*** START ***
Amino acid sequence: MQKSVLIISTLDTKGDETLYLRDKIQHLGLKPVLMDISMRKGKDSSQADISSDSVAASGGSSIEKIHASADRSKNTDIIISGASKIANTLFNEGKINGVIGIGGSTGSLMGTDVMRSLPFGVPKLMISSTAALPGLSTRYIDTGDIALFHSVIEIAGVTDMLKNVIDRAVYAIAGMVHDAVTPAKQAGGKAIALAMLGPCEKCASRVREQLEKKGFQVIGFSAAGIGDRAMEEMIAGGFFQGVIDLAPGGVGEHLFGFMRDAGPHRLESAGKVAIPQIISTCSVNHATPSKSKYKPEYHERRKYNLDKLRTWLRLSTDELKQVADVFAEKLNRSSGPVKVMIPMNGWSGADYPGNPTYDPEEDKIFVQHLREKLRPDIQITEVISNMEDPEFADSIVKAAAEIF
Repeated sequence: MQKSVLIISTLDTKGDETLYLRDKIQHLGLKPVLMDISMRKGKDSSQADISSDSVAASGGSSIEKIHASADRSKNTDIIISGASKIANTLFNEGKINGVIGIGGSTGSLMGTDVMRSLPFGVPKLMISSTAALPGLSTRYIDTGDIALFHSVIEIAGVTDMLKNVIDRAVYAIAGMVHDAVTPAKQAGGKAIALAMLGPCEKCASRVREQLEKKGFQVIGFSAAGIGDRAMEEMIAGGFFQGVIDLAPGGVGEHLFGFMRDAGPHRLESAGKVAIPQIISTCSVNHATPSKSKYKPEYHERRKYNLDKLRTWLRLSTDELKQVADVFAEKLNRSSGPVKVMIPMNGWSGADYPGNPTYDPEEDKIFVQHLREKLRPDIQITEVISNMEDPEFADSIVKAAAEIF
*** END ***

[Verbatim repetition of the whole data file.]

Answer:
Amino acid sequence: MQKSVLIISTLDTKGDETLYLRDKIQHLGLKPVLMDISMRKGKDSSQADISSDSVAASGGSSIEKIHASADRSKNTDIIISGASKIANTLFNEGKINGVIGIGGSTGSLMGTDVMRSLPFGVPKLMISSTAALPGLSTRYIDTGDIALFHSVIEIAGVTDMLKNVIDRAVYAIAGMVHDAVTPAKQAGGKAIALAMLGPCEKCASRVREQLEKKGFQVIGFSAAGIGDRAMEEMIAGGFFQGVIDLAPGGVGEHLFGFMRDAGPHRLESAGKVAIPQIISTCSVNHATPSKSKYKPEYHERRKYNLDKLRTWLRLSTDELKQVADVFAEKLNRSSGPVKVMIPMNGWSGADYPGNPTYDPEEDKIFVQHLREKLRPDIQITEVISNMEDPEFADSIVKAAAEIF
Repeated sequence: MQKSVLIISTLDTKGDETLYLRDKIQHLGLKPVLMDISMRKGKDSSQADISSDSVAASGGSSIEKIHASADRSKNTDIIISGASKIANTLFNEGKINGVIGIGGSTGSLMGTDVMRSLPFGVPKLMISSTAALPGLSTRYIDTGDIALFHSVIEIAGVTDMLKNVIDRAVYAIAGMVHDAVTPAKQAGGKAIALAMLGPCEKCASRVREQLEKKGFQVIGFSAAGIGDRAMEEMIAGGFFQGVIDLAPGGVGEHLFGFMRDAGPHRLESAGKVAIPQIISTCSVNHATPSKSKYKPEYHERRKYNLDKLRTWLRLSTDELKQVADVFAEKLNRSSGPVKVMIPMNGWSGADYPGNPTYDPEEDKIFVQHLREKLRPDIQITEVISNMEDPEFADSIVKAAAEIF